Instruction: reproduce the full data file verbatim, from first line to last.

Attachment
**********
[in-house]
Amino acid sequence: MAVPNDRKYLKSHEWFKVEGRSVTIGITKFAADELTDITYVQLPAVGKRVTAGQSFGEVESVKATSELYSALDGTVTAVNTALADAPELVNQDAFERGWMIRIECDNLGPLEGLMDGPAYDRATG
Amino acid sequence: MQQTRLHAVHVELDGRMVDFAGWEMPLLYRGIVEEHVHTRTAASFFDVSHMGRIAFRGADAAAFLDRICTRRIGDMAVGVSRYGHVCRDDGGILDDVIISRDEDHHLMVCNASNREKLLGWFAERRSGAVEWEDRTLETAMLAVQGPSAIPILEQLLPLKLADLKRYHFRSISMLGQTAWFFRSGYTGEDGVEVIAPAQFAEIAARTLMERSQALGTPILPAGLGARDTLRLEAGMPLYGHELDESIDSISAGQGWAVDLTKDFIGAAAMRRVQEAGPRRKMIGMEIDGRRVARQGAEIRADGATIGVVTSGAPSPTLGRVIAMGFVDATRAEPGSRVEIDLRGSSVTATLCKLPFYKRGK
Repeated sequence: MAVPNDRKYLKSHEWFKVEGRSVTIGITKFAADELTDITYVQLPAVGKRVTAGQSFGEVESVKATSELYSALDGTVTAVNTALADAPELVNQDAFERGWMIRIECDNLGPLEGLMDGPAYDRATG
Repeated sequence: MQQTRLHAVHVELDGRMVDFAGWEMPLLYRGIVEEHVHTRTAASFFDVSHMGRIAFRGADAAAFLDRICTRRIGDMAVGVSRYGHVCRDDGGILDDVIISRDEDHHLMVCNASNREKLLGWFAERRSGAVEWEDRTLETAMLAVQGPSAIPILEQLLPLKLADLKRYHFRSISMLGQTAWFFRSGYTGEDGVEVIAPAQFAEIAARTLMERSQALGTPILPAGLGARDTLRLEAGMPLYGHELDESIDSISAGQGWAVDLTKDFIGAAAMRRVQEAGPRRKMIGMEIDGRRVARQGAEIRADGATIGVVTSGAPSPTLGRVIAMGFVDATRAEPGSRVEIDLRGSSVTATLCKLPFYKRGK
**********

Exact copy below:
[in-house]
Amino acid sequence: MAVPNDRKYLKSHEWFKVEGRSVTIGITKFAADELTDITYVQLPAVGKRVTAGQSFGEVESVKATSELYSALDGTVTAVNTALADAPELVNQDAFERGWMIRIECDNLGPLEGLMDGPAYDRATG
Amino acid sequence: MQQTRLHAVHVELDGRMVDFAGWEMPLLYRGIVEEHVHTRTAASFFDVSHMGRIAFRGADAAAFLDRICTRRIGDMAVGVSRYGHVCRDDGGILDDVIISRDEDHHLMVCNASNREKLLGWFAERRSGAVEWEDRTLETAMLAVQGPSAIPILEQLLPLKLADLKRYHFRSISMLGQTAWFFRSGYTGEDGVEVIAPAQFAEIAARTLMERSQALGTPILPAGLGARDTLRLEAGMPLYGHELDESIDSISAGQGWAVDLTKDFIGAAAMRRVQEAGPRRKMIGMEIDGRRVARQGAEIRADGATIGVVTSGAPSPTLGRVIAMGFVDATRAEPGSRVEIDLRGSSVTATLCKLPFYKRGK
Repeated sequence: MAVPNDRKYLKSHEWFKVEGRSVTIGITKFAADELTDITYVQLPAVGKRVTAGQSFGEVESVKATSELYSALDGTVTAVNTALADAPELVNQDAFERGWMIRIECDNLGPLEGLMDGPAYDRATG
Repeated sequence: MQQTRLHAVHVELDGRMVDFAGWEMPLLYRGIVEEHVHTRTAASFFDVSHMGRIAFRGADAAAFLDRICTRRIGDMAVGVSRYGHVCRDDGGILDDVIISRDEDHHLMVCNASNREKLLGWFAERRSGAVEWEDRTLETAMLAVQGPSAIPILEQLLPLKLADLKRYHFRSISMLGQTAWFFRSGYTGEDGVEVIAPAQFAEIAARTLMERSQALGTPILPAGLGARDTLRLEAGMPLYGHELDESIDSISAGQGWAVDLTKDFIGAAAMRRVQEAGPRRKMIGMEIDGRRVARQGAEIRADGATIGVVTSGAPSPTLGRVIAMGFVDATRAEPGSRVEIDLRGSSVTATLCKLPFYKRGK